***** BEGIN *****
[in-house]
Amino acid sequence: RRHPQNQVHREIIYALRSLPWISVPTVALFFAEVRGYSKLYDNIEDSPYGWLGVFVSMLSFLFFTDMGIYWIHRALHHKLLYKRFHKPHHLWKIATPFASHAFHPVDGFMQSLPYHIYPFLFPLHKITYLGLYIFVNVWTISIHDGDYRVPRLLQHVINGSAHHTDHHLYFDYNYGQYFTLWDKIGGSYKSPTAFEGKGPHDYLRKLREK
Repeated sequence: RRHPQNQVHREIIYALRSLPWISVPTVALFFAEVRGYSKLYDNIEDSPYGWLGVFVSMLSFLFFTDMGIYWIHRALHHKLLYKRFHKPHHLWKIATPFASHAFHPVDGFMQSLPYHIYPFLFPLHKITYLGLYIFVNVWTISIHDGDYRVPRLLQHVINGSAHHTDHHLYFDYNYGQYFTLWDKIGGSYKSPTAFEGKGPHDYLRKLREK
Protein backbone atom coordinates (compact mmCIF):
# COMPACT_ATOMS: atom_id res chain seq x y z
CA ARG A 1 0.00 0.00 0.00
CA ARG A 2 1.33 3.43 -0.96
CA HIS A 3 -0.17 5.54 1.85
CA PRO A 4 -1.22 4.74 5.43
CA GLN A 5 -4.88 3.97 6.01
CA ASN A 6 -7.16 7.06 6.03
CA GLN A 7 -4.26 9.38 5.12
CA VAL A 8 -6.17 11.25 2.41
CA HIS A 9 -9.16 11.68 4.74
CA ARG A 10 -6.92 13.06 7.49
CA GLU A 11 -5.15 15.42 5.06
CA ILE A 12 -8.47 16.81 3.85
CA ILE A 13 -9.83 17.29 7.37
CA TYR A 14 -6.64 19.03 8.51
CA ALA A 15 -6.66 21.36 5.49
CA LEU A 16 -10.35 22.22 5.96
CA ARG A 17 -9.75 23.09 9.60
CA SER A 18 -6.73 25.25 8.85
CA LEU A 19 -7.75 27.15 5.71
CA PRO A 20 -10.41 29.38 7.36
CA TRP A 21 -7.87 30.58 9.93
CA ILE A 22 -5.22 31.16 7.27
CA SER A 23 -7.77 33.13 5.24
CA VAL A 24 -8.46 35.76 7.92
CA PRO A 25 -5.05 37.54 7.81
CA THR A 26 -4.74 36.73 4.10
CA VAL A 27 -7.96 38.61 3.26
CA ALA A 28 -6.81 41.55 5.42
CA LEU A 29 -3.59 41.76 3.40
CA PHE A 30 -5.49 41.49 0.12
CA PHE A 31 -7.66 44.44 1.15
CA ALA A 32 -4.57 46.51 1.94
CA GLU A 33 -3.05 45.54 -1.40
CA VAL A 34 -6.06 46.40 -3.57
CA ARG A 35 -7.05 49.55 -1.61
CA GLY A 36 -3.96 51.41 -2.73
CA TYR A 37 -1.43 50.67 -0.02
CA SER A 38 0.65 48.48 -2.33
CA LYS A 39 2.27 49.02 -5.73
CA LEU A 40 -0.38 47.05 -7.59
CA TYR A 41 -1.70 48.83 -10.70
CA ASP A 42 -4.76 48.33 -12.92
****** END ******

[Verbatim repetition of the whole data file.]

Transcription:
[in-house]
Amino acid sequence: RRHPQNQVHREIIYALRSLPWISVPTVALFFAEVRGYSKLYDNIEDSPYGWLGVFVSMLSFLFFTDMGIYWIHRALHHKLLYKRFHKPHHLWKIATPFASHAFHPVDGFMQSLPYHIYPFLFPLHKITYLGLYIFVNVWTISIHDGDYRVPRLLQHVINGSAHHTDHHLYFDYNYGQYFTLWDKIGGSYKSPTAFEGKGPHDYLRKLREK
Repeated sequence: RRHPQNQVHREIIYALRSLPWISVPTVALFFAEVRGYSKLYDNIEDSPYGWLGVFVSMLSFLFFTDMGIYWIHRALHHKLLYKRFHKPHHLWKIATPFASHAFHPVDGFMQSLPYHIYPFLFPLHKITYLGLYIFVNVWTISIHDGDYRVPRLLQHVINGSAHHTDHHLYFDYNYGQYFTLWDKIGGSYKSPTAFEGKGPHDYLRKLREK
Protein backbone atom coordinates (compact mmCIF):
# COMPACT_ATOMS: atom_id res chain seq x y z
CA ARG A 1 0.00 0.00 0.00
CA ARG A 2 1.33 3.43 -0.96
CA HIS A 3 -0.17 5.54 1.85
CA PRO A 4 -1.22 4.74 5.43
CA GLN A 5 -4.88 3.97 6.01
CA ASN A 6 -7.16 7.06 6.03
CA GLN A 7 -4.26 9.38 5.12
CA VAL A 8 -6.17 11.25 2.41
CA HIS A 9 -9.16 11.68 4.74
CA ARG A 10 -6.92 13.06 7.49
CA GLU A 11 -5.15 15.42 5.06
CA ILE A 12 -8.47 16.81 3.85
CA ILE A 13 -9.83 17.29 7.37
CA TYR A 14 -6.64 19.03 8.51
CA ALA A 15 -6.66 21.36 5.49
CA LEU A 16 -10.35 22.22 5.96
CA ARG A 17 -9.75 23.09 9.60
CA SER A 18 -6.73 25.25 8.85
CA LEU A 19 -7.75 27.15 5.71
CA PRO A 20 -10.41 29.38 7.36
CA TRP A 21 -7.87 30.58 9.93
CA ILE A 22 -5.22 31.16 7.27
CA SER A 23 -7.77 33.13 5.24
CA VAL A 24 -8.46 35.76 7.92
CA PRO A 25 -5.05 37.54 7.81
CA THR A 26 -4.74 36.73 4.10
CA VAL A 27 -7.96 38.61 3.26
CA ALA A 28 -6.81 41.55 5.42
CA LEU A 29 -3.59 41.76 3.40
CA PHE A 30 -5.49 41.49 0.12
CA PHE A 31 -7.66 44.44 1.15
CA ALA A 32 -4.57 46.51 1.94
CA GLU A 33 -3.05 45.54 -1.40
CA VAL A 34 -6.06 46.40 -3.57
CA ARG A 35 -7.05 49.55 -1.61
CA GLY A 36 -3.96 51.41 -2.73
CA TYR A 37 -1.43 50.67 -0.02
CA SER A 38 0.65 48.48 -2.33
CA LYS A 39 2.27 49.02 -5.73
CA LEU A 40 -0.38 47.05 -7.59
CA TYR A 41 -1.70 48.83 -10.70
CA ASP A 42 -4.76 48.33 -12.92